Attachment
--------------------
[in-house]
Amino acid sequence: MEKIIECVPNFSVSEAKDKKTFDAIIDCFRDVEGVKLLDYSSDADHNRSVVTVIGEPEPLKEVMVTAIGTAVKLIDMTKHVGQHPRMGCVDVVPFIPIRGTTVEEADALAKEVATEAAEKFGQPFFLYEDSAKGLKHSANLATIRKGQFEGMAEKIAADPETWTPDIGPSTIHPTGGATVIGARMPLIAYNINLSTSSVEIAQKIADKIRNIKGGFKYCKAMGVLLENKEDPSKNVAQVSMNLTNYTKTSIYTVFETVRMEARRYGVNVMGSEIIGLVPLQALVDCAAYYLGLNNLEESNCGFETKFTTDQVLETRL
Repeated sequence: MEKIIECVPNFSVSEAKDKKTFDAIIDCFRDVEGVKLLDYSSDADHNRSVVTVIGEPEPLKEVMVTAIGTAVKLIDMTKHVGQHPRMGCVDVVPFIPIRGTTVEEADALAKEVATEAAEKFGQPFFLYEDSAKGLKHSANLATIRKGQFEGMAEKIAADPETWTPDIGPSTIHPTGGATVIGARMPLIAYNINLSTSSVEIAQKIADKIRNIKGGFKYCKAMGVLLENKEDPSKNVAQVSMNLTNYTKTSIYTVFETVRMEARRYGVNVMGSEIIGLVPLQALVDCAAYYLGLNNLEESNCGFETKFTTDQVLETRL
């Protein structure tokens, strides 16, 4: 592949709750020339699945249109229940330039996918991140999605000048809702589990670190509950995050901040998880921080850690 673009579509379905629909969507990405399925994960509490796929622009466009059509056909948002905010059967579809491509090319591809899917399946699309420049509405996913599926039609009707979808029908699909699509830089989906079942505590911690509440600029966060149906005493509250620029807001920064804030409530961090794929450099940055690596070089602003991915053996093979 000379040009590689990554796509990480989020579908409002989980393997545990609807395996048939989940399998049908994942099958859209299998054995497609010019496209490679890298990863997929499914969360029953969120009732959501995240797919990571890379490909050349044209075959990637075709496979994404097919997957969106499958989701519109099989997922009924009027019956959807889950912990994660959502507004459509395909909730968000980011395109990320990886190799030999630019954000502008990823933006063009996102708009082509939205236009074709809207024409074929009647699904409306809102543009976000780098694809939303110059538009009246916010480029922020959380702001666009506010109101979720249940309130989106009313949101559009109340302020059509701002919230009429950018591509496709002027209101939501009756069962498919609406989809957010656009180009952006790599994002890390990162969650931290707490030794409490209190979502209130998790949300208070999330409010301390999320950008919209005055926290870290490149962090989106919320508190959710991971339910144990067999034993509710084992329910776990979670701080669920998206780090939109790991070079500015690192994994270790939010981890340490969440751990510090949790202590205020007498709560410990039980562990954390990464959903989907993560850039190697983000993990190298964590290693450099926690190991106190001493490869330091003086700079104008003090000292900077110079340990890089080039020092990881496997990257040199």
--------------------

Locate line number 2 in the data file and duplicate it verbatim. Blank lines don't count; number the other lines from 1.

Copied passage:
Amino acid sequence: MEKIIECVPNFSVSEAKDKKTFDAIIDCFRDVEGVKLLDYSSDADHNRSVVTVIGEPEPLKEVMVTAIGTAVKLIDMTKHVGQHPRMGCVDVVPFIPIRGTTVEEADALAKEVATEAAEKFGQPFFLYEDSAKGLKHSANLATIRKGQFEGMAEKIAADPETWTPDIGPSTIHPTGGATVIGARMPLIAYNINLSTSSVEIAQKIADKIRNIKGGFKYCKAMGVLLENKEDPSKNVAQVSMNLTNYTKTSIYTVFETVRMEARRYGVNVMGSEIIGLVPLQALVDCAAYYLGLNNLEESNCGFETKFTTDQVLETRL